Allocation to the multi-track
The multi-track is for more complex or expensive cases – typically for claims of more than £25,000. Any case not allocated to either the small claims track or fast track will be dealt with on the muti-track. There are no standard procedures for multi-track cases: courts are expected to adopt a flexible approach to ensure each case is dealt with appropriately.
The judge will give directions for the management of the case and set a timetable for the steps to be taken between the giving of directions and the trial. This will include issues such as disclosure (telling the other party about any documents you have which may be relevant to the case) and inspection (when you look at the documents on the other party’s disclosure list and request copies of the ones you want to look at).
Case management conference
Case management conferences are called at the discretion of the judge. They are informal meetings which allow all the parties and the judge to review the progress of a case and for the judge to make whatever orders regarding further steps s/he thinks necessary. Requests for interim relief orders may also be made.
If you’re legally represented, the lawyer who attends on your behalf needs to be one who is fully familiar with the file, the issues and the proposed evidence. If they are not and this leads to hearing being adjourned, it will usually result in a wasted costs order being made.
The parties are expected to try to agree directions for the management of the proceedings and submit these to the court at least seven days before any case management conference. Where the court approves the agreed directions, or issues its own directions, the parties will be notified by the court and the case management conference won’t go ahead.
Control of evidence
The court may control the evidence by giving directions as to:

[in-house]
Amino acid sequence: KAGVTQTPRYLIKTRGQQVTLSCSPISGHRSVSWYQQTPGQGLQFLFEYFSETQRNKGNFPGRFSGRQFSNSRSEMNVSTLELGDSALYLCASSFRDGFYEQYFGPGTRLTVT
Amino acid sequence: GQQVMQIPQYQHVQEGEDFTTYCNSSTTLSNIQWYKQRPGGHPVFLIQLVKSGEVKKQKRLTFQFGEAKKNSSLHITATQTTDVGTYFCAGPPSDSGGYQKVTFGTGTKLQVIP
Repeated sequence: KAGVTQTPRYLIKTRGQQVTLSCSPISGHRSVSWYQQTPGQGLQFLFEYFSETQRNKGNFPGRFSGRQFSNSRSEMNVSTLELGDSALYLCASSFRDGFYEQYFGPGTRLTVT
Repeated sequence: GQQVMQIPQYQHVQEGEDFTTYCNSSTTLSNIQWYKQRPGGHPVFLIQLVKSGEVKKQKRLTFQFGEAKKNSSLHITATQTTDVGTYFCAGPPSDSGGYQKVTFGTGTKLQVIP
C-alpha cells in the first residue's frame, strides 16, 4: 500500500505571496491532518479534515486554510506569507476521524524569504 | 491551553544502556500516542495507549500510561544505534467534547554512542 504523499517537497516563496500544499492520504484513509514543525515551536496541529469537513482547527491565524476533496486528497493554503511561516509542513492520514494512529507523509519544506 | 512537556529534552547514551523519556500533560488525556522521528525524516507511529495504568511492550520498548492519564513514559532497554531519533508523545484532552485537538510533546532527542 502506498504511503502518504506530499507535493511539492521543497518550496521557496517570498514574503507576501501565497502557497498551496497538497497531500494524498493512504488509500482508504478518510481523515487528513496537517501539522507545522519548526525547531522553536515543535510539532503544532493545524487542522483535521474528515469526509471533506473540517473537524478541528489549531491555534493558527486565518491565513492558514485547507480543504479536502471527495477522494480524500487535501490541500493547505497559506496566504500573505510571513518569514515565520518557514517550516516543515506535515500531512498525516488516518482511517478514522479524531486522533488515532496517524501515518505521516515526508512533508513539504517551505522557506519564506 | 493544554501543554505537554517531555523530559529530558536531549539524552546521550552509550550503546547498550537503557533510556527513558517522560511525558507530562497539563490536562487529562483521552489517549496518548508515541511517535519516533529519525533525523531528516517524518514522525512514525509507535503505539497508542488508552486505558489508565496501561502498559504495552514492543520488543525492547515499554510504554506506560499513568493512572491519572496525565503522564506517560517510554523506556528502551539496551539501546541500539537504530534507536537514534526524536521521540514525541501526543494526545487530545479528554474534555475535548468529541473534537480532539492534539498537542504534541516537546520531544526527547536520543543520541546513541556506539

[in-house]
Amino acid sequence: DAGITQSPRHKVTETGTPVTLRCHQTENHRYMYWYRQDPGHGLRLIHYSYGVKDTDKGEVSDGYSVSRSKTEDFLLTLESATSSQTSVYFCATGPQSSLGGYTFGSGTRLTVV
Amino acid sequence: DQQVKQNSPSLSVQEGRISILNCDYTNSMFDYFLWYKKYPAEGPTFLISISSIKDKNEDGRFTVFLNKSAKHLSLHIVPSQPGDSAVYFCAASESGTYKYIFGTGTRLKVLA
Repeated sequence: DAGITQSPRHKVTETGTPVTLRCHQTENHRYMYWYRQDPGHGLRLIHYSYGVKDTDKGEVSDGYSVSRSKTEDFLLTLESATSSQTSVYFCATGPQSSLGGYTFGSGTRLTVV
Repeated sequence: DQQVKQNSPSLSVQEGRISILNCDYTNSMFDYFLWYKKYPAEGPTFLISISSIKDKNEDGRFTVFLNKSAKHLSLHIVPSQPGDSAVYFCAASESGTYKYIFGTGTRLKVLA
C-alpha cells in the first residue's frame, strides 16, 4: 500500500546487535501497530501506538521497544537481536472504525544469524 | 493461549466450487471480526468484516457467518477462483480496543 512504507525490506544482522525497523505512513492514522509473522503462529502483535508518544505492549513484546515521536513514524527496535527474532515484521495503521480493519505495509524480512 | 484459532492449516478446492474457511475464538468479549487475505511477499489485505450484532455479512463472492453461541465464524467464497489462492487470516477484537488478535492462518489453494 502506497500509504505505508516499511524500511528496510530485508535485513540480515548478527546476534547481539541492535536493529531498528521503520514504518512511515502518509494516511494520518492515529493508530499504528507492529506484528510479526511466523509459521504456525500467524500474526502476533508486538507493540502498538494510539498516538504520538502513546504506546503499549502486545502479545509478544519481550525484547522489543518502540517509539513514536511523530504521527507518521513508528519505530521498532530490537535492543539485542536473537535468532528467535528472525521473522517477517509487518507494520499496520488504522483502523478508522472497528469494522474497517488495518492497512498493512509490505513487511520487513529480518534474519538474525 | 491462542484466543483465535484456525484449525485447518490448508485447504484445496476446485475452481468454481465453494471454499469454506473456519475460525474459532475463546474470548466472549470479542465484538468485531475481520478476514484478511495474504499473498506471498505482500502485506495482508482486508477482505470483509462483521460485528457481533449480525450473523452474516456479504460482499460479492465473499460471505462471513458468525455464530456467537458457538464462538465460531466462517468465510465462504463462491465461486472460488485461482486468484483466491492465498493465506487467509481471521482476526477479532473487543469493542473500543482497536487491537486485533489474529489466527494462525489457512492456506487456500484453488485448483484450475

- the issues on which it requires evidence;
- the nature of the evidence which it requires to decide those issues; and
- the way in which the evidence is to be placed before the court.
The court has the power to exclude evidence that would otherwise be admissible and may limit cross-examination.
The court will send the parties a pre-trial check list (listing questionnaire) around 10 weeks before the trial date. You will usually have two weeks to complete and submit it, together with the required fee.
The pre-trial check list is a form used to determine whether the parties have completed all requirements set out in the directions to prepare for trial, and if not, which ones need to be completed and when will they be completed by. You should also list the number of witnesses who will be giving evidence and provide an updated time estimate for trial if necessary.
If no party files the completed pre-trial checklist by the date specified, the court will order that unless a completed pre-trial checklist is filed within seven days, the claim, defence and any counterclaim will be struck out without further order of the court.
If a party files a completed pre-trial checklist but another party does not; a party has failed to give all the information requested by the pre-trial checklist; or the court feels that a hearing is necessary to enable it to decide what directions to give to complete preparation of the case for trial, the court may give such directions as it thinks appropriate.
After the pre-trial checklists have been submitted, the judge may call the parties to a pre-trial review. This allows the judge to draw up a timetable for the trial, including decisions on who will give evidence and in what order, the papers that will be needed at the trial (and the date this ‘trial bundle’ will need to be delivered to the court), and the time to be allowed for the trial.